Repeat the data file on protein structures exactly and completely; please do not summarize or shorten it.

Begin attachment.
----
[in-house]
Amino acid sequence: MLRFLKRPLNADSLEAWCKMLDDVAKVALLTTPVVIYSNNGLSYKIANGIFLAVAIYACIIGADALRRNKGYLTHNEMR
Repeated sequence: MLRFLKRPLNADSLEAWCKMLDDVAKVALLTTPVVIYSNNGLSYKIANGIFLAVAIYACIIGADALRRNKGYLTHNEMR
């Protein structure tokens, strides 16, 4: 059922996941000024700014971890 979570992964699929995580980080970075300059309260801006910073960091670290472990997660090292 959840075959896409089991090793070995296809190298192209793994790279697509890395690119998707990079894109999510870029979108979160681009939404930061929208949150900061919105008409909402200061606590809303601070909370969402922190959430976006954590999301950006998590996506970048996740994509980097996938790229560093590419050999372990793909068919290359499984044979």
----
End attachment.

[in-house]
Amino acid sequence: MLRFLKRPLNADSLEAWCKMLDDVAKVALLTTPVVIYSNNGLSYKIANGIFLAVAIYACIIGADALRRNKGYLTHNEMR
Repeated sequence: MLRFLKRPLNADSLEAWCKMLDDVAKVALLTTPVVIYSNNGLSYKIANGIFLAVAIYACIIGADALRRNKGYLTHNEMR
């Protein structure tokens, strides 16, 4: 059922996941000024700014971890 979570992964699929995580980080970075300059309260801006910073960091670290472990997660090292 959840075959896409089991090793070995296809190298192209793994790279697509890395690119998707990079894109999510870029979108979160681009939404930061929208949150900061919105008409909402200061606590809303601070909370969402922190959430976006954590999301950006998590996506970048996740994509980097996938790229560093590419050999372990793909068919290359499984044979």